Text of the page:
Make Internal Comms Fun

How-to tips for spicing interest in the company’s important (yawn!) topics 
by Susan Bowden 

Most employees dread the “Company Update.” Newsletters and messages often gather dust in staff members’ inbox — unopened and unloved.

When this happens, chances are the business has a case of boring comms. 

Gone are the days when internal communications were an afterthought, comprising a quick email sent to all staff — job done. Nowadays, internal communications are regarded as a critical function. There’s a wider appreciation about its impact, and a deeper understanding of what does and doesn’t work. 

If content is consistently long, dull or irrelevant, engagement levels suffer and messages cease to be effective.

So how can internal comms professionals create messages that employees will look forward to seeing and interacting with? Here are six suggestions sure to spice up internal comms.

1. Liven up your content. Good communicators know that keeping interest and engagement levels up are crucial — nobody wants to be faced with giant walls of text. Disrupt wordy comms messages with some visually appealing images, infographics or video to keep attention levels peaking.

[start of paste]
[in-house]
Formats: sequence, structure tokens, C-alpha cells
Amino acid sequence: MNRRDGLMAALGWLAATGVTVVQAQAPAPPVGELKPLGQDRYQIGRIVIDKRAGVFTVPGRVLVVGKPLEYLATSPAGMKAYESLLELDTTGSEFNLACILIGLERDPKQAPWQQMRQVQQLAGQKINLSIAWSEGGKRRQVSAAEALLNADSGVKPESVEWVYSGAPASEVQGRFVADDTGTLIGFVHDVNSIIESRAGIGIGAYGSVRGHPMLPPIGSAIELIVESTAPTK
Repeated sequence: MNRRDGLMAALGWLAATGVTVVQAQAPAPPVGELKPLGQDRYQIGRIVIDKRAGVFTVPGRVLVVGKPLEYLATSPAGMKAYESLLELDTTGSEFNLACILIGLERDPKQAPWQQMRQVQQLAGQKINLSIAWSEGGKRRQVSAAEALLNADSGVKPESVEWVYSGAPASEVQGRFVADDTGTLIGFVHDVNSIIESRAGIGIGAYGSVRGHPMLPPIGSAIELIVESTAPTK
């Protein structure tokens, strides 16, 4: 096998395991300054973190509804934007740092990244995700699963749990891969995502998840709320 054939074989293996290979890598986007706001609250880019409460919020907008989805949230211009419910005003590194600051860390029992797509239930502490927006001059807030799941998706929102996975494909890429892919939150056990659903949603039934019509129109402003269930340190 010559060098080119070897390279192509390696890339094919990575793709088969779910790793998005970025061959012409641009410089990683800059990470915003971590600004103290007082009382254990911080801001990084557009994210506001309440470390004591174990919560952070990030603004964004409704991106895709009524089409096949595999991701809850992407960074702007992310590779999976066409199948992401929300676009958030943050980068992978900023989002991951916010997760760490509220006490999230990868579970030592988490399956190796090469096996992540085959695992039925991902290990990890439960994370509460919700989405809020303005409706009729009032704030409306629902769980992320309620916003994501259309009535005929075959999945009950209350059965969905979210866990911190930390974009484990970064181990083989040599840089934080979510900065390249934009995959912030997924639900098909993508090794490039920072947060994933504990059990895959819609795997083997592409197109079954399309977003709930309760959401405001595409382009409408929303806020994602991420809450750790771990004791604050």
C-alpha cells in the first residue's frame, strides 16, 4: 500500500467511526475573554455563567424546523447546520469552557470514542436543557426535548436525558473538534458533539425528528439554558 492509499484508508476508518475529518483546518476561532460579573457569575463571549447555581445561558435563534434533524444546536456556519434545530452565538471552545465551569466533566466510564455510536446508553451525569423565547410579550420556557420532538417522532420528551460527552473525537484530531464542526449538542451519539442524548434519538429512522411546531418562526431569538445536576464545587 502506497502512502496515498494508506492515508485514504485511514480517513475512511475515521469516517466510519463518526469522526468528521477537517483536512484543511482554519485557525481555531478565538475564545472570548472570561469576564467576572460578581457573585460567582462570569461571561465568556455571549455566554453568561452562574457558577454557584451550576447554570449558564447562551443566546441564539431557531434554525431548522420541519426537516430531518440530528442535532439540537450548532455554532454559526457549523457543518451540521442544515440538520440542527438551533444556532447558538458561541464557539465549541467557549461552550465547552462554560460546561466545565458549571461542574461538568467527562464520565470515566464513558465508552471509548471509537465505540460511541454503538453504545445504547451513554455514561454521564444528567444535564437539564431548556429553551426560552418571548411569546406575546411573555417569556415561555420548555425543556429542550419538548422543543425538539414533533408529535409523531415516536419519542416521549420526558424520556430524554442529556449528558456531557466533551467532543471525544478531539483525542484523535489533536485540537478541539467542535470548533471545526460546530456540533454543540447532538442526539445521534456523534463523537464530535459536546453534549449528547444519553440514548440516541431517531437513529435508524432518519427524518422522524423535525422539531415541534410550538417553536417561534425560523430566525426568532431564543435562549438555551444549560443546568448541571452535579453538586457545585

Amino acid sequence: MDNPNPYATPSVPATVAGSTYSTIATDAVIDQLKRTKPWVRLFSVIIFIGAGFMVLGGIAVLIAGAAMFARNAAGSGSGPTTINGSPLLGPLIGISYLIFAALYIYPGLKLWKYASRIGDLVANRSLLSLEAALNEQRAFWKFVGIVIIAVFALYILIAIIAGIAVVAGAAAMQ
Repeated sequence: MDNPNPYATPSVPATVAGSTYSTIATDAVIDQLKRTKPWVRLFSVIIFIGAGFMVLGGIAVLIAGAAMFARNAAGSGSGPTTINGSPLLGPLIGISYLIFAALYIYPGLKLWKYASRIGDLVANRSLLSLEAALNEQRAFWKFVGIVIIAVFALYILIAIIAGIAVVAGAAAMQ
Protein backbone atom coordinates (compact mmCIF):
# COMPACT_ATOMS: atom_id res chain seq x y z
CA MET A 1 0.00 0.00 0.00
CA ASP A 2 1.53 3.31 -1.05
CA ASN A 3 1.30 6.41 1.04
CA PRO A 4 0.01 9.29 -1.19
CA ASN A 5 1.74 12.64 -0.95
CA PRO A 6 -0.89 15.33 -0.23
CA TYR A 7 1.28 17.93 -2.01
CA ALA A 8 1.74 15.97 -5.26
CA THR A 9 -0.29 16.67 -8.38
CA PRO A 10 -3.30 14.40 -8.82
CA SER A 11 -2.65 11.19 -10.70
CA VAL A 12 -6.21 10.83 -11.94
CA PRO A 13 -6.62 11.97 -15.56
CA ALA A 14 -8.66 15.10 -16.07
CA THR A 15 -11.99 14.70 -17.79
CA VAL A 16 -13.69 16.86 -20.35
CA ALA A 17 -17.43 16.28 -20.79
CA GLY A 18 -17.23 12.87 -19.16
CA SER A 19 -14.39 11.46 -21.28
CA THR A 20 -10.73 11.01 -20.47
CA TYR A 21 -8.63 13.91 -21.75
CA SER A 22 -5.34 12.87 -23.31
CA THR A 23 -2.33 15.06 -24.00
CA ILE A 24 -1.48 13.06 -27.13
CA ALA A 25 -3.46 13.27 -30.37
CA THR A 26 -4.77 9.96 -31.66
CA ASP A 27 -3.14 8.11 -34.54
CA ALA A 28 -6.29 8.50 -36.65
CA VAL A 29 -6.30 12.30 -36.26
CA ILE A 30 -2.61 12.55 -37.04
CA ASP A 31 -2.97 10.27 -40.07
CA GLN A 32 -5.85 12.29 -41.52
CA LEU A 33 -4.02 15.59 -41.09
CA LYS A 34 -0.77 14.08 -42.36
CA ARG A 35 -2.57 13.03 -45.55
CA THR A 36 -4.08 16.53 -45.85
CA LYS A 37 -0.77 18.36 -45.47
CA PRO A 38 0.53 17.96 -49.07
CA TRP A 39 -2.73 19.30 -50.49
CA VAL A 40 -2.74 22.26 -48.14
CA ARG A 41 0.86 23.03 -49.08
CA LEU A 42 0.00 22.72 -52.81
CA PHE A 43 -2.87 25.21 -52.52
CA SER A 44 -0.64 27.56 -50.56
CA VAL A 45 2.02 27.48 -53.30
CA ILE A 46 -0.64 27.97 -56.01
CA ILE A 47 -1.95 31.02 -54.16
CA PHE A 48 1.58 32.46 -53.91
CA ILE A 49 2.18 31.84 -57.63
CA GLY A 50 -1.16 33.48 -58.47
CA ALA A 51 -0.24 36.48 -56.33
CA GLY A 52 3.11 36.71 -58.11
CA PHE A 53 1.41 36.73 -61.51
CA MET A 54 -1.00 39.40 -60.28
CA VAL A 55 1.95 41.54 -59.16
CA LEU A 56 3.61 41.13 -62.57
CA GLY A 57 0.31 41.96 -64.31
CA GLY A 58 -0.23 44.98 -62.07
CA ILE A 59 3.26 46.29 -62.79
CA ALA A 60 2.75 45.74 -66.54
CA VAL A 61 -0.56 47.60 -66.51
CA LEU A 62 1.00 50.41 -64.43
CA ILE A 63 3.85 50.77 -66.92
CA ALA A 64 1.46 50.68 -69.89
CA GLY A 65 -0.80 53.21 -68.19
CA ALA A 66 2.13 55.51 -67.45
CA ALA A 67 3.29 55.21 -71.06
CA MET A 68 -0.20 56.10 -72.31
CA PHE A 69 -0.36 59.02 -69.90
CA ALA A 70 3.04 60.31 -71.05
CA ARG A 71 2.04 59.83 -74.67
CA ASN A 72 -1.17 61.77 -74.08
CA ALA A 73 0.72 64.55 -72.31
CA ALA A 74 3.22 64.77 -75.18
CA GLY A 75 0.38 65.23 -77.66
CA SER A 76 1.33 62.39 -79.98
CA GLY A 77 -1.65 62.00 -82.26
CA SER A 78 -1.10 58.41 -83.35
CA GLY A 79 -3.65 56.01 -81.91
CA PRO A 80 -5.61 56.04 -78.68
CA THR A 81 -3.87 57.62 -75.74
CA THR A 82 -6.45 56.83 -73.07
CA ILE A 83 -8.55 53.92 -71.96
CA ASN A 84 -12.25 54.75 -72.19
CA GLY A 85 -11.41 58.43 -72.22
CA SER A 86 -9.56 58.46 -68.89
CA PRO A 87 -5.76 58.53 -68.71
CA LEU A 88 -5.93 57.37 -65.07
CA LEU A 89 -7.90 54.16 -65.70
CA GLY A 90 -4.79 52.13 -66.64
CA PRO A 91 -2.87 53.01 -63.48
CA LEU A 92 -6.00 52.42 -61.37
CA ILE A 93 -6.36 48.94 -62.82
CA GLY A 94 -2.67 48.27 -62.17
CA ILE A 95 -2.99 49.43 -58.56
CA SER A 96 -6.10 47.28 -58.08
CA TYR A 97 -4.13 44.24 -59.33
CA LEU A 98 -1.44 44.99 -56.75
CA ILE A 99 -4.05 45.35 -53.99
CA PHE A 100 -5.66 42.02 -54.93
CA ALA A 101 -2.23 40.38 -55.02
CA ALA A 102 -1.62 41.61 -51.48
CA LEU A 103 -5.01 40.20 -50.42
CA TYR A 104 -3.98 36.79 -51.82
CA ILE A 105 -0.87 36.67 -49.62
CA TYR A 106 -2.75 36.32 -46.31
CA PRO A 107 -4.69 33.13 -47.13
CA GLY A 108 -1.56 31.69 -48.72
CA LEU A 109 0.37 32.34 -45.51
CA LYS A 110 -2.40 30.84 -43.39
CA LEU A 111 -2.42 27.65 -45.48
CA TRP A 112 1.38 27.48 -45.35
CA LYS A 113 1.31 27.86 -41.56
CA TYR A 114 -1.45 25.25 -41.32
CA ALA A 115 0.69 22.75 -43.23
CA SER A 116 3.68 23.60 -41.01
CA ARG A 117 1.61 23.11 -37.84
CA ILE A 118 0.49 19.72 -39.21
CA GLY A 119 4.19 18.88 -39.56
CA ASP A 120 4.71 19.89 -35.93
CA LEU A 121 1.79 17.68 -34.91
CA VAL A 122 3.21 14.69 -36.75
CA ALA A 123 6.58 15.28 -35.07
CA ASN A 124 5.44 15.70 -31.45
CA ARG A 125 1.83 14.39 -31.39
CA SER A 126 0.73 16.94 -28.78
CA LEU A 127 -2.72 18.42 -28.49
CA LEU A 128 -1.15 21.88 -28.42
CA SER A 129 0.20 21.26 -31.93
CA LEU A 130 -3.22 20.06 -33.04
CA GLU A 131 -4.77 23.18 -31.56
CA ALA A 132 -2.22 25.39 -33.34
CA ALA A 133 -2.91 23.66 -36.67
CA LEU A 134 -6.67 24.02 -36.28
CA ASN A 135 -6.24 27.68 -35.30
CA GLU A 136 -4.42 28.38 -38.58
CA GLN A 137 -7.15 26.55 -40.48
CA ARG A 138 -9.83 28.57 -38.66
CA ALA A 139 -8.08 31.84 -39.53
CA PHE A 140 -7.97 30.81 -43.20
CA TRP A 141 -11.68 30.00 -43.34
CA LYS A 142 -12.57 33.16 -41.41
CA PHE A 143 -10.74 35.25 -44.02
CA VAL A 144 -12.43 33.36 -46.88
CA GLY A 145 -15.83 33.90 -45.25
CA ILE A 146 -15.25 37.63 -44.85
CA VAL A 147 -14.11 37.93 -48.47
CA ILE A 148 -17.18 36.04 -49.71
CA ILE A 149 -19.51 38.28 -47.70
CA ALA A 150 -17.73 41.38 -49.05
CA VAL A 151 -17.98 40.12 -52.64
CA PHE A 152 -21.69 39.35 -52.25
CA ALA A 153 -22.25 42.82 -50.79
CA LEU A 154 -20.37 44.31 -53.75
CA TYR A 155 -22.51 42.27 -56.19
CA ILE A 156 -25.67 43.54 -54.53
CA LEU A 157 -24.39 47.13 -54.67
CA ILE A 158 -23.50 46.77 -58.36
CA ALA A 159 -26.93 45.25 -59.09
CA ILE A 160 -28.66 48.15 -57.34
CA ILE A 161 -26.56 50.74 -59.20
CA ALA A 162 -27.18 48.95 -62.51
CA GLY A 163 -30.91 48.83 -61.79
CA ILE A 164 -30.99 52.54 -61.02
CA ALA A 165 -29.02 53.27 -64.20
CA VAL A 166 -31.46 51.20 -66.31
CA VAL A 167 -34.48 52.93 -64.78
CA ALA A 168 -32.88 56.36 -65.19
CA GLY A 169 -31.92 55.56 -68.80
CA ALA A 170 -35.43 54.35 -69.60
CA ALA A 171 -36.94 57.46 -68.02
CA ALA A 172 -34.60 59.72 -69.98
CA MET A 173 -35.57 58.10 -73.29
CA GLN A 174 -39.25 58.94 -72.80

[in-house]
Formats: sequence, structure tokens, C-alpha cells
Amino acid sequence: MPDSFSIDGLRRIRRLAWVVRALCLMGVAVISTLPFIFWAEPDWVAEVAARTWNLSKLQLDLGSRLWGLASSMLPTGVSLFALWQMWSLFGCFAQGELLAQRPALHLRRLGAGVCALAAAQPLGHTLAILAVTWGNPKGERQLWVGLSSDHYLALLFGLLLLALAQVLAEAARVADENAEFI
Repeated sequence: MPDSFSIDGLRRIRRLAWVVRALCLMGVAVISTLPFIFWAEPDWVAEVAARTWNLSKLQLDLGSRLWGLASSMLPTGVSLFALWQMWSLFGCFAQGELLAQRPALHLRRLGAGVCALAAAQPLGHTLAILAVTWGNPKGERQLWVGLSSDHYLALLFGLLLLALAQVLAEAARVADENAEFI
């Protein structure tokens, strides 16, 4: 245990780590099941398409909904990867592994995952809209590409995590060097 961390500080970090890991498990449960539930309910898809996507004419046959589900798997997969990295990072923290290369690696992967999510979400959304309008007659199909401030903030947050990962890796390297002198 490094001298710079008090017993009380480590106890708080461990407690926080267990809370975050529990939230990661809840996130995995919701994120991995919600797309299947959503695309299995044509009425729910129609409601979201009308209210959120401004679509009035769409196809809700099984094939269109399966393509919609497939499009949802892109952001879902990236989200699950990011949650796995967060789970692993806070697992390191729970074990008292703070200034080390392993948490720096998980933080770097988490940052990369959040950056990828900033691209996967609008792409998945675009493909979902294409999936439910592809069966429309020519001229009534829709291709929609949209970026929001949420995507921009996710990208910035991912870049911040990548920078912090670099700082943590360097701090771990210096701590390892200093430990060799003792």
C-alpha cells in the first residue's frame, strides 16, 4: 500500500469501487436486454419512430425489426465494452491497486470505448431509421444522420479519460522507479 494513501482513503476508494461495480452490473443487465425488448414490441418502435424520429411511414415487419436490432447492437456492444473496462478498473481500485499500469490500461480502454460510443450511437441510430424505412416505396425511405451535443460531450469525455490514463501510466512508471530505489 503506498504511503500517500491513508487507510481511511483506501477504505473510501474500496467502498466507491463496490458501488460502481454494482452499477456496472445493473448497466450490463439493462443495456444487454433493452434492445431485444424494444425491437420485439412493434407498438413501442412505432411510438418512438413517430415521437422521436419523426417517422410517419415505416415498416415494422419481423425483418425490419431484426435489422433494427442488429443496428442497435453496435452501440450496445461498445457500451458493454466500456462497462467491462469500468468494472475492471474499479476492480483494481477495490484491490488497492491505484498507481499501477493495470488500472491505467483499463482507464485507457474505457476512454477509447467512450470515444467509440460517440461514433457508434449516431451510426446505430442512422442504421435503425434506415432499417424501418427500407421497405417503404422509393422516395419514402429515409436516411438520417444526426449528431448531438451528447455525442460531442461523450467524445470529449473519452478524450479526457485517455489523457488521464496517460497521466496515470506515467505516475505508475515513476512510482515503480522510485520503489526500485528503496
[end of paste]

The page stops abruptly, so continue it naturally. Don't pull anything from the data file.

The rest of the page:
Most of us love gifs and memes (even though we’re often reluctant to admit it). The old saying “a picture speaks a thousand words” still rings true. Boring or difficult topics can have the edge taken off them when humor is involved. Using a fun image or caption can make a world of difference. The perfect picture can enhance a lifeless comms piece — and if it gets a few giggles as well, that’s an added bonus.

Adding relevant gifs into comms helps illustrate the message. A fun way to engage with staff is to get their feedback to questions using a meme, which can be made quickly with any of the free meme generators found online. These memes provide shareable, humorous results while providing useful insights to the questions.